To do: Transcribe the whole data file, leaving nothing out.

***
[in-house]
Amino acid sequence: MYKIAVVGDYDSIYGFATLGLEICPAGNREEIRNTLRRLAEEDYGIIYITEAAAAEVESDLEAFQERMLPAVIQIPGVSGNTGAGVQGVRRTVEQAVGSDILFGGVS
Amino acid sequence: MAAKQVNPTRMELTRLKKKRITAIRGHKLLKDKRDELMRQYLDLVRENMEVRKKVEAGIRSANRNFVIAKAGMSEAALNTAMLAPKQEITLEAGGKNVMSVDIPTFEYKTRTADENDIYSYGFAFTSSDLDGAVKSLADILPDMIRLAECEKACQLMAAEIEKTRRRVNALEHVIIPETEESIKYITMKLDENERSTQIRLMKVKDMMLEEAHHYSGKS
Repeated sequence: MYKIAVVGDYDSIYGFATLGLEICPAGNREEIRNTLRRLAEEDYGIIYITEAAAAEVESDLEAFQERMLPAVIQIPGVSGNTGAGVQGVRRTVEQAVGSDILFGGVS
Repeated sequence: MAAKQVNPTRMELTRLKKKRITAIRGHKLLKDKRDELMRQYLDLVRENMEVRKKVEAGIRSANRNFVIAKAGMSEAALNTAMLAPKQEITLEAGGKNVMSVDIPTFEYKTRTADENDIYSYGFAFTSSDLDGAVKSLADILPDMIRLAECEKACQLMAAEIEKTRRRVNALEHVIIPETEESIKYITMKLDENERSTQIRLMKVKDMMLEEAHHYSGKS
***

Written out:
[in-house]
Amino acid sequence: MYKIAVVGDYDSIYGFATLGLEICPAGNREEIRNTLRRLAEEDYGIIYITEAAAAEVESDLEAFQERMLPAVIQIPGVSGNTGAGVQGVRRTVEQAVGSDILFGGVS
Amino acid sequence: MAAKQVNPTRMELTRLKKKRITAIRGHKLLKDKRDELMRQYLDLVRENMEVRKKVEAGIRSANRNFVIAKAGMSEAALNTAMLAPKQEITLEAGGKNVMSVDIPTFEYKTRTADENDIYSYGFAFTSSDLDGAVKSLADILPDMIRLAECEKACQLMAAEIEKTRRRVNALEHVIIPETEESIKYITMKLDENERSTQIRLMKVKDMMLEEAHHYSGKS
Repeated sequence: MYKIAVVGDYDSIYGFATLGLEICPAGNREEIRNTLRRLAEEDYGIIYITEAAAAEVESDLEAFQERMLPAVIQIPGVSGNTGAGVQGVRRTVEQAVGSDILFGGVS
Repeated sequence: MAAKQVNPTRMELTRLKKKRITAIRGHKLLKDKRDELMRQYLDLVRENMEVRKKVEAGIRSANRNFVIAKAGMSEAALNTAMLAPKQEITLEAGGKNVMSVDIPTFEYKTRTADENDIYSYGFAFTSSDLDGAVKSLADILPDMIRLAECEKACQLMAAEIEKTRRRVNALEHVIIPETEESIKYITMKLDENERSTQIRLMKVKDMMLEEAHHYSGKS